[00:05:59] Dr. Lancellotti: That’s excellent. Yeah. Not all veterinarians will see guinea pigs. You know? We have to learn about them in vet school, but I would certainly need to give you a call (if I was to see a guinea pig) and pick your brain. There are definitely people that have a little bit more knowledge and expertise. Having a relationship with them is going to go a long way towards the health of that guinea pig throughout the course of its life.

Guinea Pig Foot Care

[00:06:20] Dr. Alperson: Exactly. Another really big thing that I do see is foot issues. Ideally, if you are playing with your guinea pig a lot and checking their feet at least once a week, it’s so much easier to pick up on any of these issues that can happen. Foot problems are one of the top ones I see. 

[00:06:40] Dr. Lancellotti: Absolutely. I think that’s a great tidbit for you to give. Commonly, I tell my pet owners (especially, when they own allergic dogs), to get the animal comfortable with you touching their feet, looking in between their toes, and checking things out there. That should be something that the guinea pig is used to so that you can catch things before they become really big problems. 

[00:07:02] Dr. Alperson: Exactly.

What Care do Guinea Pigs Need?

[00:07:04] Dr. Lancellotti: For those people who might be considering getting a guinea pig as a pet, what should they expect as far as lifespan, what type of pet it is, and what kind of equipment that they’ll need? 

[00:07:14] Dr. Alperson: Those are all excellent questions. They say the average is 4-5 years. I certainly have had guinea pigs that have lived much longer. There’s a lot of different opinions out there about cages. Personally, I advise people to stay away from wire cages, just because it can hurt their feet. I prefer just some sort of flat plastic cage. Then, how big it is will depend on the number of guinea pigs you have. They’re very social animals, so in this case, it is a good idea to actually have more than one. They need some sort of soft bedding. You can do newspaper or shredded paper- things like that. There’s some really nice disposable cotton litter that works well, or you could do fleece. I’m not the biggest fan of the wooden shavings that they have just cause there can be allergies. Also, you just have to keep in mind that guinea pigs have the potential to eat stuff. You can have really nice fleece liners, but if you see your guinea pigs eating them, you should not have those in there. You should take them away.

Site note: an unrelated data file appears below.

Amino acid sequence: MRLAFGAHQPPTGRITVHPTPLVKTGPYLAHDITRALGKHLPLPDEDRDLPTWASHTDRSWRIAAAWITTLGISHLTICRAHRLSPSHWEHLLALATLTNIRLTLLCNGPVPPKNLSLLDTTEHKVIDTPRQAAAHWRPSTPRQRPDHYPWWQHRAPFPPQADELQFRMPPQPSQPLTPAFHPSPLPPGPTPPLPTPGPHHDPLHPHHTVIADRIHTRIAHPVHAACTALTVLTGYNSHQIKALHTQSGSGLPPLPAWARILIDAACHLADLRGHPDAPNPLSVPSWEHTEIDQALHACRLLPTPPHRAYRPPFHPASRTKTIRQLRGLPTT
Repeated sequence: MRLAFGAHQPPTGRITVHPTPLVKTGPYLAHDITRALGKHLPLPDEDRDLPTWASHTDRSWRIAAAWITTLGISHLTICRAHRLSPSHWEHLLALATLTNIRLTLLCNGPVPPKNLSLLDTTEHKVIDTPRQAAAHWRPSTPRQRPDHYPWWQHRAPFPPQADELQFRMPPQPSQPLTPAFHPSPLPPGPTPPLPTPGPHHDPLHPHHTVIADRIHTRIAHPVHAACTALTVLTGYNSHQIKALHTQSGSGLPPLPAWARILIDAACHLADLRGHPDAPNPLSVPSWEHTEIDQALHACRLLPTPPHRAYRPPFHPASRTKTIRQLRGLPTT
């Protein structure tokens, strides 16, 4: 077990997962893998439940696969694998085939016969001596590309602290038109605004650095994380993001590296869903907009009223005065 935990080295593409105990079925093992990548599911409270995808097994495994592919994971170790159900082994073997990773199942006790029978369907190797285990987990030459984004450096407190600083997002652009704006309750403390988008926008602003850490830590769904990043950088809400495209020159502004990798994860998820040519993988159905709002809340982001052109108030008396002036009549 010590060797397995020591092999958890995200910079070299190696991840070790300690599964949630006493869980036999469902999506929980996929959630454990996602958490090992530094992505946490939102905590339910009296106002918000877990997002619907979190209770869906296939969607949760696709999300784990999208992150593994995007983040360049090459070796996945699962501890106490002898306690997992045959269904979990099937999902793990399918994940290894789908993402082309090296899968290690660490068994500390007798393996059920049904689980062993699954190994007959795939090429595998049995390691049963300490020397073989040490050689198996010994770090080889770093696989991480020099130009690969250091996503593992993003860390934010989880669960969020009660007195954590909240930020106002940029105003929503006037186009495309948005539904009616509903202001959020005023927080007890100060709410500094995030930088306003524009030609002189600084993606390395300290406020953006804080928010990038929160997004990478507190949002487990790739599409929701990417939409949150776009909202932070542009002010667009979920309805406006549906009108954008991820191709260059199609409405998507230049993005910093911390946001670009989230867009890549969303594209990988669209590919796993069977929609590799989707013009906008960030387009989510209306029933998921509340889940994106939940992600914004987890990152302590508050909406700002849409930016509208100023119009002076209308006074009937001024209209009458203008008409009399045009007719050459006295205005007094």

[00:08:18] Dr. Lancellotti: How often would you recommend that the fleece be changed? Can it just be washed or would you recommend just replacing it with new fleece each time? 

[00:08:28] Dr. Alperson: Ideally, you should be checking their cage every day, because if things are feeling really wet, you’re going to want to have to change it. Some people have flannel that they have for the newborns to protect the mattresses. You can get away with not changing those as often, but you can not go for more than a week. If it’s just regular fleece, you might be looking at changing it every day, but it just depends on how thick the fleece is. You’re going to have to look at it just to make sure nothing’s really wet. Otherwise, don’t wait more than a week to totally clean everything out, just because they can develop different sores and also, it’s just not nice for them. It would be like if we were living in an outhouse, basically, because it just accumulates around them. 

[00:09:10] Dr. Lancellotti: So, that would be a great question to ask the veterinarian when you bring the cage in and have them evaluate things. It’s just a good ‘husbandry’ sort of question to ask. 

[00:09:19] Dr. Alperson: Absolutely. The more information you give, the better your answers are going to be. I’ve recently just had this fleece question and we have the exact same conversation. I said to her, “How thick is the fleece?” She told me she’s able to get away with not changing it daily- going quite a few days without it. But it turned out, she has waterproof material underneath the fleece that wicks it down. I actually always like it when owners will send me emails with pictures or if they actually bring in some of the bedding. Honestly, that is the best, because I can actually see how they have it set up. 

[00:09:57] Dr. Lancellotti: Perfect. I just have a question as far as transportation. We bring dogs and cats into the clinic without their normal habitat. Would you recommend bringing the entire guinea pig habitat in to the veterinarian?